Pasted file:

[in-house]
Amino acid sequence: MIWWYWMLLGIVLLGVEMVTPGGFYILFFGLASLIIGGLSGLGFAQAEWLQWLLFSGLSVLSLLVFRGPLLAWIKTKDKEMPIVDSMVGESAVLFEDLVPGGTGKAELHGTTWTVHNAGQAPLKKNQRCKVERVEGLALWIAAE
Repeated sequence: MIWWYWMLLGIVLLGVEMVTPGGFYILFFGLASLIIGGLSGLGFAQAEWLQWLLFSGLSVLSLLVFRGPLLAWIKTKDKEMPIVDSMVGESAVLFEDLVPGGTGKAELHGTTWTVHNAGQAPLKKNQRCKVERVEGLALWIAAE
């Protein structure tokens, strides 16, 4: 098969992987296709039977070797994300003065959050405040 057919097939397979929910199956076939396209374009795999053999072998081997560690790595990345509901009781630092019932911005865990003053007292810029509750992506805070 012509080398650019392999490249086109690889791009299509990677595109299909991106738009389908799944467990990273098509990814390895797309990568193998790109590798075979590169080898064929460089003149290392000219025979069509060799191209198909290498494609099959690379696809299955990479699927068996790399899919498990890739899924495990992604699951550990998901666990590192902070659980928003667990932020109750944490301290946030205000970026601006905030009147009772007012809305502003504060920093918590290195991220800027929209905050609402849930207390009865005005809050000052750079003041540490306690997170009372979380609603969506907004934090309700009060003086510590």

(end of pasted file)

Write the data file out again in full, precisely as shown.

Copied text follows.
[in-house]
Amino acid sequence: MIWWYWMLLGIVLLGVEMVTPGGFYILFFGLASLIIGGLSGLGFAQAEWLQWLLFSGLSVLSLLVFRGPLLAWIKTKDKEMPIVDSMVGESAVLFEDLVPGGTGKAELHGTTWTVHNAGQAPLKKNQRCKVERVEGLALWIAAE
Repeated sequence: MIWWYWMLLGIVLLGVEMVTPGGFYILFFGLASLIIGGLSGLGFAQAEWLQWLLFSGLSVLSLLVFRGPLLAWIKTKDKEMPIVDSMVGESAVLFEDLVPGGTGKAELHGTTWTVHNAGQAPLKKNQRCKVERVEGLALWIAAE
């Protein structure tokens, strides 16, 4: 098969992987296709039977070797994300003065959050405040 057919097939397979929910199956076939396209374009795999053999072998081997560690790595990345509901009781630092019932911005865990003053007292810029509750992506805070 012509080398650019392999490249086109690889791009299509990677595109299909991106738009389908799944467990990273098509990814390895797309990568193998790109590798075979590169080898064929460089003149290392000219025979069509060799191209198909290498494609099959690379696809299955990479699927068996790399899919498990890739899924495990992604699951550990998901666990590192902070659980928003667990932020109750944490301290946030205000970026601006905030009147009772007012809305502003504060920093918590290195991220800027929209905050609402849930207390009865005005809050000052750079003041540490306690997170009372979380609603969506907004934090309700009060003086510590």